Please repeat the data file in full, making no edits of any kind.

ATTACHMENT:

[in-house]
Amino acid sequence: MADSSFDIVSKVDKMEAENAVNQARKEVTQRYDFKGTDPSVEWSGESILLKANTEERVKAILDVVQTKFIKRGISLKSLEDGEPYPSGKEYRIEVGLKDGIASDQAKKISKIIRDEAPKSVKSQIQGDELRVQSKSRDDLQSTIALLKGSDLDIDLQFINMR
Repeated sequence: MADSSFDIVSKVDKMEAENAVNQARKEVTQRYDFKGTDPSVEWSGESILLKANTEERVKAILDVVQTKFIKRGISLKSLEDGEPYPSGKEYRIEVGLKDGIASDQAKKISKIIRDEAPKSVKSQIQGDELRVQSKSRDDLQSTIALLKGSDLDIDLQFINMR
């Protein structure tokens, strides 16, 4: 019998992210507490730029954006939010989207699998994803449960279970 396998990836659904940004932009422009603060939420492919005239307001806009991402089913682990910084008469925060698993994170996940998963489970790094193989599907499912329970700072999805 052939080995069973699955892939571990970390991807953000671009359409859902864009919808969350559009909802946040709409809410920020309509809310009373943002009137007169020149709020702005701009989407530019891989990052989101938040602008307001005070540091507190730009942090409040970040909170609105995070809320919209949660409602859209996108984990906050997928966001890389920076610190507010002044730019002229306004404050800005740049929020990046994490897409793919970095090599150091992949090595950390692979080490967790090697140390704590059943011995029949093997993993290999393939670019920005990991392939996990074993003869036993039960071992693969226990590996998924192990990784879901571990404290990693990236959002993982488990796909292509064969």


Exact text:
[in-house]
Amino acid sequence: MADSSFDIVSKVDKMEAENAVNQARKEVTQRYDFKGTDPSVEWSGESILLKANTEERVKAILDVVQTKFIKRGISLKSLEDGEPYPSGKEYRIEVGLKDGIASDQAKKISKIIRDEAPKSVKSQIQGDELRVQSKSRDDLQSTIALLKGSDLDIDLQFINMR
Repeated sequence: MADSSFDIVSKVDKMEAENAVNQARKEVTQRYDFKGTDPSVEWSGESILLKANTEERVKAILDVVQTKFIKRGISLKSLEDGEPYPSGKEYRIEVGLKDGIASDQAKKISKIIRDEAPKSVKSQIQGDELRVQSKSRDDLQSTIALLKGSDLDIDLQFINMR
């Protein structure tokens, strides 16, 4: 019998992210507490730029954006939010989207699998994803449960279970 396998990836659904940004932009422009603060939420492919005239307001806009991402089913682990910084008469925060698993994170996940998963489970790094193989599907499912329970700072999805 052939080995069973699955892939571990970390991807953000671009359409859902864009919808969350559009909802946040709409809410920020309509809310009373943002009137007169020149709020702005701009989407530019891989990052989101938040602008307001005070540091507190730009942090409040970040909170609105995070809320919209949660409602859209996108984990906050997928966001890389920076610190507010002044730019002229306004404050800005740049929020990046994490897409793919970095090599150091992949090595950390692979080490967790090697140390704590059943011995029949093997993993290999393939670019920005990991392939996990074993003869036993039960071992693969226990590996998924192990990784879901571990404290990693990236959002993982488990796909292509064969």